8. I know that your a pretty avid biker. Do you ever do biking marathons or run marathons at all?

I hate running and I've thought about bike racing, but I do it more for shits and giggles. Come on, I'm an artist I have never been athletic my whole life!


9. Why do you love to draw hair?

I can zone outtttttttttt, and I'm a bit like a squirrel, shiny things excite me. Nothing better than a pile of shiny, greasy hair.


10. Inkers typically have a particular brush and ink they use that they prefer. Nathan Fox uses a Winsor Newton Series 7 brush and speed ball ink, Yuko uses Japanese sumi brushes and Dr. Martins black magic. What do you use?

I use a Kaimei Japanese brush pen, and then just whatever ball bearing cartridges are made for it (it's all in Japanese?). I'm quick and dirty when I work so ink and brushes and I don't get along very well. But I do love me some Black Magic for large flats!



11. Do you have any advice for the young illustrators who are just getting started in the field?

DO YOU, NOT WHAT'S COOL (that goes for you too graphic designers!)


12. Any advice for the Vets?

Never get too comfortable? (my one year old career doesn't like doling out advice to vets hahaha)

13. Final Word?

grip


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All of the work is under copy right by Kelsey Dake.

To see more of Kelseys work check out: Kelseydake.com

Thanks Gurl!

5.15.2011

JUSTIN RENTERIA


1.Where are you from and how long have you been illustrating?
I'm originally from Los Angeles. My family moved to Denver when I was in Elementary school, so I've been here most of my life. I was still working full time at a job I had worked at since I was 16 after I graduated, so I didn't begin illustrating full time until about three years ago. My first two years after school I was only illustrating part-time.

2. How was your experience at Rocky Mountain College of Art and Design? Did you feel prepared for the real work upon graduating?
I lived at home and drove an hour across town each way, every day. And I worked whenever I wasn't in school, just to be able to pay tuition, so I don't feel like I had the "real college experience" that some people get. I wanted to go out-of-state. I really wanted to go to Art Center, and I was accepted into the School of the Art Institute of Chicago, but there was no way I could've afforded to live on my own, and pay my own tuition (plus, I got a really good scholarship to RMCAD). I think I was fairly ready to jump into reality upon graduation from RMCAD. I think that things change so quickly, it's hard for any school to really prepare students for what's coming. The best they can do is teach students how to adapt to changes in the market. I guess I wish they would have focused a little more on the business end of the profession. After all, you are running your own business.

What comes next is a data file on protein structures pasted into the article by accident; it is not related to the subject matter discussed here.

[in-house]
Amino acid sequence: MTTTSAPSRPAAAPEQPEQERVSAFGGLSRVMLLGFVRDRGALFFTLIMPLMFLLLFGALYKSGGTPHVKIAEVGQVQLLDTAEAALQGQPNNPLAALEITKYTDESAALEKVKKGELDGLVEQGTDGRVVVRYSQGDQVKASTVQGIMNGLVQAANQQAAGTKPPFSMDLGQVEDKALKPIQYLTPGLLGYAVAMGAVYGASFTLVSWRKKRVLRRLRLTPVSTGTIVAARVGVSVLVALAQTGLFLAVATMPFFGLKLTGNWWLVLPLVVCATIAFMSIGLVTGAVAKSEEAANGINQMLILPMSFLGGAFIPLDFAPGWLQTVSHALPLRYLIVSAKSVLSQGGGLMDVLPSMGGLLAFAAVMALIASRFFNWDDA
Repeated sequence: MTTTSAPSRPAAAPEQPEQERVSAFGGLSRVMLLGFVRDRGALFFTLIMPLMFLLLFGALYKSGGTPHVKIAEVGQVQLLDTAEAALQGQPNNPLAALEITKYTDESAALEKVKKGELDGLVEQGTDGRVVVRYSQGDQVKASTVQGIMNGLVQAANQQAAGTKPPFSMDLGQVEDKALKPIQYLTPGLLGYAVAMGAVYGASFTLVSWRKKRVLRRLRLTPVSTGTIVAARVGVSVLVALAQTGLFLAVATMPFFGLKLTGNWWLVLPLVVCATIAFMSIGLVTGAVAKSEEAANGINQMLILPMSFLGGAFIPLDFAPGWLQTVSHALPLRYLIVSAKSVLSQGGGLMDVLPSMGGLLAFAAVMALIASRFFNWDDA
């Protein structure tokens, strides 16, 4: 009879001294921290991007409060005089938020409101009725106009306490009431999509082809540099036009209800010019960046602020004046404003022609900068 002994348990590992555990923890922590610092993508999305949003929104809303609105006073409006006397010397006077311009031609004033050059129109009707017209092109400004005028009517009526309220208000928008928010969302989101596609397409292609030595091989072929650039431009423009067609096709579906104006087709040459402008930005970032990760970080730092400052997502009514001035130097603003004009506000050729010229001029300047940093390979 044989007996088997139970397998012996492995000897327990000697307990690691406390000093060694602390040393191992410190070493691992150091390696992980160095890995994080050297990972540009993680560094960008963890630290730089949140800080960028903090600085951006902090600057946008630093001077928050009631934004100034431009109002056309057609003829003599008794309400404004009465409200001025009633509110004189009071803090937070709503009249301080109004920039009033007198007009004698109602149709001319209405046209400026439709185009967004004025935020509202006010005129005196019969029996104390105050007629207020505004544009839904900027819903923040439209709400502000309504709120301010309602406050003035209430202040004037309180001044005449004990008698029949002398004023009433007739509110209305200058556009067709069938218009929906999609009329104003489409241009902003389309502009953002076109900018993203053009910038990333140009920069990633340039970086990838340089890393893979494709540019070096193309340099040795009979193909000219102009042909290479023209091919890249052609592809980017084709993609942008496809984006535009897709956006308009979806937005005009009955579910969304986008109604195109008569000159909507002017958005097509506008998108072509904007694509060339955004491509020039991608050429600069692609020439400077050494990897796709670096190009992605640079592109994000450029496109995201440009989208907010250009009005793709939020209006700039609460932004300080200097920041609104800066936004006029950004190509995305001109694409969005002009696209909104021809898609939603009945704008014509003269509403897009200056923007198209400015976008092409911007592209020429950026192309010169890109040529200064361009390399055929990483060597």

3. How has your work changed in your 5 or so years as a professional image maker? what directions do you feel it going in?
My work has changed A LOT! What I was doing a year after I graduated, is completely different from what I was doing in school. And what I'm doing now is different than what I was doing a year after I graduated. I think it's just part of the way artists evolve. Artists are supposed to evolve. Maybe not quite as fast as that... but I thinks it's important to grow. I'm definitely moving constantly towards a more simplified, minimalist way of working. I'm really drawn to the colors and shapes in the design and illustration of the 1960s. I love images that communicate an idea, with as little visual information as possible.
4. your work is obviously very concept driven (and great ideas at that) - how do you go about brain storming when a project rolls in?
Most of the time I just start writing down everything that comes to mind. I'll read the story or brief, and try to get a main idea out of it. I'll reword that idea into a few different phrases, and jot down words that come to mind when reading that phrase. Nate Williams had a great tutorial on getting ideas, http://www.n8w.com/wp/3242 . The tutorial basically sums up everything I learned in school about deriving a good concept from a story.

5. what mistakes would you caution young illustrators NOT to make? what were some of your mistakes (if any) when starting out?
I don't know if this is good advice, but I would tell nubies not to obsess over "style." I know nowadays we're supposed to sell ourselves as a "brand," and you can't have brand recognition if your work doesn't look exactly the same as all your other work, but that goes against everything I've ever believed in, about art, creativity, human nature. I think the most successful illustrators have a style that can almost be copyrighted. And maybe I'll never be as successful as those illustrators, but I don't know if my restless tendencies will ever allow me to stick with a visual identity long enough to be characterized as "my style." So maybe my advice to new illustrators would be to disregard my advice!

6. you obviously put a lot of thought and care into your promotions - do you have any advice for new illustrators looking for ways to market their work?
Well, I think postcards still work. ADs and CDs will always keep the postcards they like. Postcards are easy to stick in a folder and carry around with you. But sometimes going the extra mile every once in a while pays off. I'll probably always send out a postcard or two, but then occasionally I like to send out something really special, like a booklet. Even if you only print up enough to send out to 20 or 30 people, if the illustration is really good, and you take the time to design it well, it'll get noticed. And that's the most important thing- making sure the work you're sending out is high quality. You can spend a thousand bucks on a really nice booklet to send to people, but if the illustrations inside are crap, they'll just toss it, and keep the cheap postcards with really great illustration.